A Modest Proposal

It is said that suspended NBC anchorman Brian Williams earns $10 million a year to approve stories for the air on the “NBC Nightly News,” read the script for the program, and introduce pieces by various correspondents during the program.

Obviously $10 million doesn’t get you much in the way of professionalism these days, so I have a modest proposal and a few pledges for the executives now mulling over soft-focus news retreads and vapid chat show hosts to fill the seat of the conflated raconteur:

I’ll do it for half a million a year and 10 million times better. I think I have the necessary qualifications to read the news on television.

I have been reading since before kindergarten. I am comfortable in front of a camera. While it’s true I do not resemble an animatronic mannequin from the men’s department at Macy’s, I am a decent looking guy with enough gray hair that adds the necessary touch of gravitas to such an important program. I am well-versed in current events and once worked for C-SPAN, where openly expressing one’s personal political opinion is grounds for dismissal. I realize that’s not how things currently work at NBC, but perhaps it’s time for hope and change.

I will do the job, which is to say I will read the news. As a bonus just for you, I will do so without affectation, exaggeration, or prejudice.

I will not shill for any presidential administration or congressional majority or minority on or off the air. While I realize this probably disqualifies me, I yet make the promise. Perhaps you may win back, oh, half the viewing population if you stick with me. I certainly will not bow to Barack Obama or his successors.

If I find myself embedded with a military unit, I will report on its activities without self-aggrandizement and without compromising its mission.

I can safely say that the only hurricane victims I have ever seen in New Orleans were stumbling out of Pat O’Brien’s.

My demands are few:

As noted, $500,000 per year in salary will do just fine. Take the remaining savings to perhaps reopen a foreign bureau or two, or distribute it to the producers and camera operators in the field who do most of the work that somehow accrues to newsreaders.

No limousine. Although I’ve never lived in New York, I’m sure I can find my way to work on my own.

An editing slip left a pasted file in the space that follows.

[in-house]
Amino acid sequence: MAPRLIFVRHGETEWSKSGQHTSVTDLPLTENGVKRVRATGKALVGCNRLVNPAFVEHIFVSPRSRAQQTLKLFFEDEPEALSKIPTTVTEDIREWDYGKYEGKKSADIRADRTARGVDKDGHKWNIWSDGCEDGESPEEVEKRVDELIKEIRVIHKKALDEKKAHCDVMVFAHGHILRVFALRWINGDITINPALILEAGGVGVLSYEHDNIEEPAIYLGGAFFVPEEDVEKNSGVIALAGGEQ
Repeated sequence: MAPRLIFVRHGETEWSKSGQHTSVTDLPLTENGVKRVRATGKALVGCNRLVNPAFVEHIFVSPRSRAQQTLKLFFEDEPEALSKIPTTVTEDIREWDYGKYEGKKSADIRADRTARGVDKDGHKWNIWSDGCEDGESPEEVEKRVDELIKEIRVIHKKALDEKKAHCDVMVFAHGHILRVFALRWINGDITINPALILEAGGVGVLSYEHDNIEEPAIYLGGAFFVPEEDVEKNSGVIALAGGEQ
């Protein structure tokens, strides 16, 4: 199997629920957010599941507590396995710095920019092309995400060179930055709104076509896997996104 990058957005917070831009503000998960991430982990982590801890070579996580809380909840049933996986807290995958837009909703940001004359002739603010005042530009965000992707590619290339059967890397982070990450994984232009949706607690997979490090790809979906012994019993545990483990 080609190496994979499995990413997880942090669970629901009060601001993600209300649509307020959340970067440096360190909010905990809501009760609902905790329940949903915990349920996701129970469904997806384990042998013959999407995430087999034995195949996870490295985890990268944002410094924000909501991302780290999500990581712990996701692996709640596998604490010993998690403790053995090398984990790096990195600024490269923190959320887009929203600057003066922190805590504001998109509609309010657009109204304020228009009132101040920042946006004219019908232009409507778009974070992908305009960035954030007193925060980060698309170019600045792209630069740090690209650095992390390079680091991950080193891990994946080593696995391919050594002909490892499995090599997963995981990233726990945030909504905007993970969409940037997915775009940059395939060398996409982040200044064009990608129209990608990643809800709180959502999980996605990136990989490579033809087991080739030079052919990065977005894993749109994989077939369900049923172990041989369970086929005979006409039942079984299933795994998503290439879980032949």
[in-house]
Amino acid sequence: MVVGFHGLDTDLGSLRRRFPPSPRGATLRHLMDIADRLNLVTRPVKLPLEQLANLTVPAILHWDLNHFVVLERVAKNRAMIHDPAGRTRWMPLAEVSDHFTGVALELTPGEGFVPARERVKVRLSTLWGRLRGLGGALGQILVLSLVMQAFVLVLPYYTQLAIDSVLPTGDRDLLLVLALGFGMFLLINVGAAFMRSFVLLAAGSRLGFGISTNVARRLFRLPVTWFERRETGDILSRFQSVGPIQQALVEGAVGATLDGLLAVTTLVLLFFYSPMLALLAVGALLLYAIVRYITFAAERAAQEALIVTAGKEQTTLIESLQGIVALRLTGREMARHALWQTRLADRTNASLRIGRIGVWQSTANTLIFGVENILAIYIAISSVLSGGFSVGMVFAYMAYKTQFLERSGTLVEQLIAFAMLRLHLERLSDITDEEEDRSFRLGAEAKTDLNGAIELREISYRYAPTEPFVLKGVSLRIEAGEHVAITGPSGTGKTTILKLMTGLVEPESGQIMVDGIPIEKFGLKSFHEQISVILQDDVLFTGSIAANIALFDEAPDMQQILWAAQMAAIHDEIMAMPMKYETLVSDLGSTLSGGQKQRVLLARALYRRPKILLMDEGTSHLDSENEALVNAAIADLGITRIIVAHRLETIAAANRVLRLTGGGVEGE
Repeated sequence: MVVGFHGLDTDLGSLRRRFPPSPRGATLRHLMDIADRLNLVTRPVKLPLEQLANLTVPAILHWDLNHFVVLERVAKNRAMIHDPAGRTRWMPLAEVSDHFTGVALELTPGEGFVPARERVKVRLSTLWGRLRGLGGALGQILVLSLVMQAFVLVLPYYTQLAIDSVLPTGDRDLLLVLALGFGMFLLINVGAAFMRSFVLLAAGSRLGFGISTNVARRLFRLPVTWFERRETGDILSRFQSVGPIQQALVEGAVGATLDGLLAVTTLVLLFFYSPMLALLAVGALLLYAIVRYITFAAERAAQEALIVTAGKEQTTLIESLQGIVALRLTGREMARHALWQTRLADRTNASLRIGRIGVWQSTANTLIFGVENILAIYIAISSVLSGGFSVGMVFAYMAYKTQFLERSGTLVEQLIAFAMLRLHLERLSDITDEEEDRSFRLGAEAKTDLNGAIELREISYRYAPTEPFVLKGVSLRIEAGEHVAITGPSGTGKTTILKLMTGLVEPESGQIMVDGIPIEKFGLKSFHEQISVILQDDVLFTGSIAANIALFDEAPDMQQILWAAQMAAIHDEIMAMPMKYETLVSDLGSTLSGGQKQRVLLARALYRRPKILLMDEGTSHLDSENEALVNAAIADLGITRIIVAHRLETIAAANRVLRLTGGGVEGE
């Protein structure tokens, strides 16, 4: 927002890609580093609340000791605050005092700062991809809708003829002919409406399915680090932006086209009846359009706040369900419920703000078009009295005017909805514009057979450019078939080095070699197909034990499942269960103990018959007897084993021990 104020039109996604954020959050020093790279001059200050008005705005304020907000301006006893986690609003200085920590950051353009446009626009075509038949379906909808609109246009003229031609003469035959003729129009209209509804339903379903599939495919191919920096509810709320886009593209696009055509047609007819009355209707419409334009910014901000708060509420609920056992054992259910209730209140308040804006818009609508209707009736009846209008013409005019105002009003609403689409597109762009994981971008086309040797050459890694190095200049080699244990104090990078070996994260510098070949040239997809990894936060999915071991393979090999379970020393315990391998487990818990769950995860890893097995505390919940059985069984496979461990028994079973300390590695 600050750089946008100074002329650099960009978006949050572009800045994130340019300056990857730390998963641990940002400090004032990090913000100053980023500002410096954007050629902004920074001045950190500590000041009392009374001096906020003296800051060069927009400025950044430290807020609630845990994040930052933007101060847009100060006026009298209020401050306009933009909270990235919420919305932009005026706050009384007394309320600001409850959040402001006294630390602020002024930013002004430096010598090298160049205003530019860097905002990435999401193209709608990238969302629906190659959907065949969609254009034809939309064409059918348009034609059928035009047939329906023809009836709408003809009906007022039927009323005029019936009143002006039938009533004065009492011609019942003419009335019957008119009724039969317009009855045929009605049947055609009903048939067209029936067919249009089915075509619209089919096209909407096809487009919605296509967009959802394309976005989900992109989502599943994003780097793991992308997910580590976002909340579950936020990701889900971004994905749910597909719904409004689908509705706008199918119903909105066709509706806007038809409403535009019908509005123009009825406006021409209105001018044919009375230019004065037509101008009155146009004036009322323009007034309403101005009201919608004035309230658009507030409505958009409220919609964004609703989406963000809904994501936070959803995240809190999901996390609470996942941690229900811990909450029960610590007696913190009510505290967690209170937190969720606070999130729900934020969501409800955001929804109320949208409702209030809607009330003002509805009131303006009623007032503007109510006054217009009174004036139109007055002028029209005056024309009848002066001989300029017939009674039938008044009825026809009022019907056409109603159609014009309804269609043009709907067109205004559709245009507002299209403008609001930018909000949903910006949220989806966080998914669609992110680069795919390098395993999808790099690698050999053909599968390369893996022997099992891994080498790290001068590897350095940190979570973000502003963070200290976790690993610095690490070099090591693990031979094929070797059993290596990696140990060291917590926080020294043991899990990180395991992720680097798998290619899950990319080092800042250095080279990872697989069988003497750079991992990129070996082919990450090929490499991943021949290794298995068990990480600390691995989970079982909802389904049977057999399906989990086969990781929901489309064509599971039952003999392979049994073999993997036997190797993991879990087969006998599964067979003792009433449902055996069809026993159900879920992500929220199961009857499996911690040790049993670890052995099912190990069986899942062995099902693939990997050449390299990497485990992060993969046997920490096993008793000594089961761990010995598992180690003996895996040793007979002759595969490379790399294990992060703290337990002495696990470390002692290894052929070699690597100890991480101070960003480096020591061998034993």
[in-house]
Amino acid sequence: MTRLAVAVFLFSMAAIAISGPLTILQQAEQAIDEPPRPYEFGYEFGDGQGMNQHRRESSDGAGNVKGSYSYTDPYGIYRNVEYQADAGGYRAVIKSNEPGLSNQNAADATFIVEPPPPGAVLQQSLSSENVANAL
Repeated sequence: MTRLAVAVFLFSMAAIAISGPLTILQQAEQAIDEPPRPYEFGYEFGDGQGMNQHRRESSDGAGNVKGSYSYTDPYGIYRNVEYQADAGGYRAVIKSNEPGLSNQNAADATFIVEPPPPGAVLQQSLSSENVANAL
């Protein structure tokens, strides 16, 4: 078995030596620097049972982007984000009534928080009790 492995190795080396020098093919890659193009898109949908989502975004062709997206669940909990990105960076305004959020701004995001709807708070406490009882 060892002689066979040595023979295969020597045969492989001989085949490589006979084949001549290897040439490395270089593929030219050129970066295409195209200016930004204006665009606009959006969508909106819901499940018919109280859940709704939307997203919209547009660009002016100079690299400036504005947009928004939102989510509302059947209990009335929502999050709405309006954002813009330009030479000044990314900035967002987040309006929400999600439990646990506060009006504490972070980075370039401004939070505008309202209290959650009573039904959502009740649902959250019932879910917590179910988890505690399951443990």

I will not “slow jam the news” with Jimmy Fallon or yuk it up with Letterman or Colbert.

I will never appear on MSNBC.

Four box seats anytime the Detroit Tigers, Detroit Red Wings, or the Purdue University men’s basketball team play in the New York City area.

That’s it. I don’t have an agent Take it or leave it. The news will be delivered objectively by a guy who doesn’t make stuff up, doesn’t care to be on the A-List, and doesn’t think of himself as an amalgam of Patton, Murrow, and Seinfeld.

On second thought, make it a million a year.

Matthew May can be reached at may.matthew.t@gmail.com

It is said that suspended NBC anchorman Brian Williams earns $10 million a year to approve stories for the air on the “NBC Nightly News,” read the script for the program, and introduce pieces by various correspondents during the program.

Obviously $10 million doesn’t get you much in the way of professionalism these days, so I have a modest proposal and a few pledges for the executives now mulling over soft-focus news retreads and vapid chat show hosts to fill the seat of the conflated raconteur:

I’ll do it for half a million a year and 10 million times better. I think I have the necessary qualifications to read the news on television.

I have been reading since before kindergarten. I am comfortable in front of a camera. While it’s true I do not resemble an animatronic mannequin from the men’s department at Macy’s, I am a decent looking guy with enough gray hair that adds the necessary touch of gravitas to such an important program. I am well-versed in current events and once worked for C-SPAN, where openly expressing one’s personal political opinion is grounds for dismissal. I realize that’s not how things currently work at NBC, but perhaps it’s time for hope and change.

I will do the job, which is to say I will read the news. As a bonus just for you, I will do so without affectation, exaggeration, or prejudice.

I will not shill for any presidential administration or congressional majority or minority on or off the air. While I realize this probably disqualifies me, I yet make the promise. Perhaps you may win back, oh, half the viewing population if you stick with me. I certainly will not bow to Barack Obama or his successors.

If I find myself embedded with a military unit, I will report on its activities without self-aggrandizement and without compromising its mission.

I can safely say that the only hurricane victims I have ever seen in New Orleans were stumbling out of Pat O’Brien’s.

My demands are few:

As noted, $500,000 per year in salary will do just fine. Take the remaining savings to perhaps reopen a foreign bureau or two, or distribute it to the producers and camera operators in the field who do most of the work that somehow accrues to newsreaders.

No limousine. Although I’ve never lived in New York, I’m sure I can find my way to work on my own.

I will not “slow jam the news” with Jimmy Fallon or yuk it up with Letterman or Colbert.

I will never appear on MSNBC.

Four box seats anytime the Detroit Tigers, Detroit Red Wings, or the Purdue University men’s basketball team play in the New York City area.

That’s it. I don’t have an agent Take it or leave it. The news will be delivered objectively by a guy who doesn’t make stuff up, doesn’t care to be on the A-List, and doesn’t think of himself as an amalgam of Patton, Murrow, and Seinfeld.

On second thought, make it a million a year.

Matthew May can be reached at may.matthew.t@gmail.com